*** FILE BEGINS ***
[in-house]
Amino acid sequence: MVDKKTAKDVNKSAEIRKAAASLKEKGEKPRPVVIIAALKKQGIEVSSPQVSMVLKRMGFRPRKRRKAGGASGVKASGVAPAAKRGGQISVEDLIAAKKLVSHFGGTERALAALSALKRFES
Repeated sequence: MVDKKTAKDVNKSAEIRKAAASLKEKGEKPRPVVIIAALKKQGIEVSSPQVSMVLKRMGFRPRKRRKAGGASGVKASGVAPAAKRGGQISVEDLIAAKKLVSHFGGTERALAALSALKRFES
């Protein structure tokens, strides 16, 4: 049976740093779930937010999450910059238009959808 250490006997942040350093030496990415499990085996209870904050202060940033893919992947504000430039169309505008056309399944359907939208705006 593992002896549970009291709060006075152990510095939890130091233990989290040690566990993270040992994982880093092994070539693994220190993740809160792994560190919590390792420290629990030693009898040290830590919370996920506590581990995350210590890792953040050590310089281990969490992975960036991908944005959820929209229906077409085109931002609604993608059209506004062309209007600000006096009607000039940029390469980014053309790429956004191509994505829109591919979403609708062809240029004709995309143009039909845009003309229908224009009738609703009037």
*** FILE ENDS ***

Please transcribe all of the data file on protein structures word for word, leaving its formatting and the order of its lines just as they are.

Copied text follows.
[in-house]
Amino acid sequence: MVDKKTAKDVNKSAEIRKAAASLKEKGEKPRPVVIIAALKKQGIEVSSPQVSMVLKRMGFRPRKRRKAGGASGVKASGVAPAAKRGGQISVEDLIAAKKLVSHFGGTERALAALSALKRFES
Repeated sequence: MVDKKTAKDVNKSAEIRKAAASLKEKGEKPRPVVIIAALKKQGIEVSSPQVSMVLKRMGFRPRKRRKAGGASGVKASGVAPAAKRGGQISVEDLIAAKKLVSHFGGTERALAALSALKRFES
């Protein structure tokens, strides 16, 4: 049976740093779930937010999450910059238009959808 250490006997942040350093030496990415499990085996209870904050202060940033893919992947504000430039169309505008056309399944359907939208705006 593992002896549970009291709060006075152990510095939890130091233990989290040690566990993270040992994982880093092994070539693994220190993740809160792994560190919590390792420290629990030693009898040290830590919370996920506590581990995350210590890792953040050590310089281990969490992975960036991908944005959820929209229906077409085109931002609604993608059209506004062309209007600000006096009607000039940029390469980014053309790429956004191509994505829109591919979403609708062809240029004709995309143009039909845009003309229908224009009738609703009037």